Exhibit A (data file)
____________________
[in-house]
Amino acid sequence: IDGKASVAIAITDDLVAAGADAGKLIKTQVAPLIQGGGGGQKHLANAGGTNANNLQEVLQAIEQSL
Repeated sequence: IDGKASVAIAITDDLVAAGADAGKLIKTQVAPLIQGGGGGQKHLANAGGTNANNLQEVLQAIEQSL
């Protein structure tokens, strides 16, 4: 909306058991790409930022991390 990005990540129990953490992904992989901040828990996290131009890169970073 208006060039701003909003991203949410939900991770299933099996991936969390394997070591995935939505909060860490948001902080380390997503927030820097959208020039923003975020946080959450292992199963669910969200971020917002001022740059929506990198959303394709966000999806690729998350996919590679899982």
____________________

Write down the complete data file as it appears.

[in-house]
Amino acid sequence: IDGKASVAIAITDDLVAAGADAGKLIKTQVAPLIQGGGGGQKHLANAGGTNANNLQEVLQAIEQSL
Repeated sequence: IDGKASVAIAITDDLVAAGADAGKLIKTQVAPLIQGGGGGQKHLANAGGTNANNLQEVLQAIEQSL
């Protein structure tokens, strides 16, 4: 909306058991790409930022991390 990005990540129990953490992904992989901040828990996290131009890169970073 208006060039701003909003991203949410939900991770299933099996991936969390394997070591995935939505909060860490948001902080380390997503927030820097959208020039923003975020946080959450292992199963669910969200971020917002001022740059929506990198959303394709966000999806690729998350996919590679899982």